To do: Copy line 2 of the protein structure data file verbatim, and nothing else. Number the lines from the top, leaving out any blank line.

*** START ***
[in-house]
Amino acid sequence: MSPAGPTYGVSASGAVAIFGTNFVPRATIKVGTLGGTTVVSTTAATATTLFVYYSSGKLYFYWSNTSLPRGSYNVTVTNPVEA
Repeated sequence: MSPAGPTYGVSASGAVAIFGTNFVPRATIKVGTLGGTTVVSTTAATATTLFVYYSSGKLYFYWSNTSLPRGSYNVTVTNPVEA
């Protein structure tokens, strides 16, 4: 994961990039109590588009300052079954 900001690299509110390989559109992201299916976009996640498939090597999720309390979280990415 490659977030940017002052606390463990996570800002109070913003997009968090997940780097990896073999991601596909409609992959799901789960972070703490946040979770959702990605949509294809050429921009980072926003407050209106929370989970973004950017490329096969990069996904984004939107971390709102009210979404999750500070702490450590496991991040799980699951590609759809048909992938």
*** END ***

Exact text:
Amino acid sequence: MSPAGPTYGVSASGAVAIFGTNFVPRATIKVGTLGGTTVVSTTAATATTLFVYYSSGKLYFYWSNTSLPRGSYNVTVTNPVEA